- Acting of Lead Performers
- Acting of Supporting Cast
- Music Score
- Title Sequence
- Historical Importance
- Would You Recommend?
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- el debbo
Starts out on a good note with Meredith's narration...such a mellow, velvety voice. But I lose interest with flaws in production values that make it unbelievable...like the Sixties 'do on McQueen's love interest. Clink.
- MC Schmeling
We all went to see "The Reivers" Christmas week of 1969, and we went because it was a Steve McQueen movie. But over the years, and certainly this past Friday evening when McQueen was the "under the stars" subject, it becomes clearer and clearer to me that this film rests on the shoulders of the film's very fine supporting cast, and not the handsome leading man with the cool blue eyes and permed hair. Rupert Crosse (yes, wouldn't he have been great in "The Last Detail") and Will Geer steal this flick away from it's highly bankable star.And Burgess Meredith's evocative narration sets the right tone throughout, but especially in the climactic cellar scene between Boss and young Lucius. (Yes a screen climax in a Steve McQueen movie without McQueen.) Round the whole production out with a sweet and bucolic score by a young John Williams and you have a satisfying adventure yarn, stained as it was by the sexism and racism of it's era."The Reivers" probably doesn't get made without a bankable star - Newman ? Perhaps. James Coburn ? Hmmm, interesting casting choice, but not likely. So with each successive viewing I become more convinced this wasn't McQueens picture. By the way - in the early seventies, when Don Rickles was a guest host for Johnny Carson, he went up into the audience to skewer some of the folks, and I swear on my little Mom's white hair, that he pointed his microphone at Mitch Vogel, who tried to get out that he made "The Reivers" with Steve McQueen. But just as quickly Rickles turned away and said something like, "oh sure you did," prompting the audience to laugh, but prompting me to look into my television set out in Detroit, Michigan to say out loud, "He did! He did!"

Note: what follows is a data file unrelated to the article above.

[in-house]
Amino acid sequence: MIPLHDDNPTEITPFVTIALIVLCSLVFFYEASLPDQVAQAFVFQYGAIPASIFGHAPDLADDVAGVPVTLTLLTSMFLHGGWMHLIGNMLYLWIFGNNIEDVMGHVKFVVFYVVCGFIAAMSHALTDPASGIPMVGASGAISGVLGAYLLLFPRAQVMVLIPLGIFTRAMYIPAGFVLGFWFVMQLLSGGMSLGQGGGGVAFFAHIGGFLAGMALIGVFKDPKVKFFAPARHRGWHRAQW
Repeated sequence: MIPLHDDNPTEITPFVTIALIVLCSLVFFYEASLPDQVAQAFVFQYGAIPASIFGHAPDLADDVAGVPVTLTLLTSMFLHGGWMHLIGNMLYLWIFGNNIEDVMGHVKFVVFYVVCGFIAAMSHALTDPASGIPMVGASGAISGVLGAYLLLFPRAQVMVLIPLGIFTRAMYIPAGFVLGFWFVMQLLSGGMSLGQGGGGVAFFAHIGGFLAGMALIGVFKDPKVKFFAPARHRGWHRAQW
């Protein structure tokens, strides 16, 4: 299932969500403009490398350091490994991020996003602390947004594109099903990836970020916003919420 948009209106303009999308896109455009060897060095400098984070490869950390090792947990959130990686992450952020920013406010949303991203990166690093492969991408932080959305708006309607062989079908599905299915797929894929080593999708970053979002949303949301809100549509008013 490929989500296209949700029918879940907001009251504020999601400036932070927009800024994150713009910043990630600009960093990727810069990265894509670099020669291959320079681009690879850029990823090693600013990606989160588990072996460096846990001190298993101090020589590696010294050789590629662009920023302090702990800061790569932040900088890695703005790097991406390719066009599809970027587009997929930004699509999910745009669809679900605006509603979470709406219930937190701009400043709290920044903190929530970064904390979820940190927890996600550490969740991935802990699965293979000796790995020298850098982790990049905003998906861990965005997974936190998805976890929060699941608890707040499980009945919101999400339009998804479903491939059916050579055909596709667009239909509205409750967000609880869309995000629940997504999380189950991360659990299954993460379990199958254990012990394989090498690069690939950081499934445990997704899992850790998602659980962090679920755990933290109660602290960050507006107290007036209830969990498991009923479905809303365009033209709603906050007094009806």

This is a wonderful movie that I haven't seen in many years. Steve McQueen is wonderful in a role that is a great departure from his usual. The musical score by John Williams has to be heard to appreciate. This is a very well done film.
Faulkner's story is well done by McQueen, out of character, with a good supporting cast and wonderful period settings. A must see for fans of Faulkner and McQueen.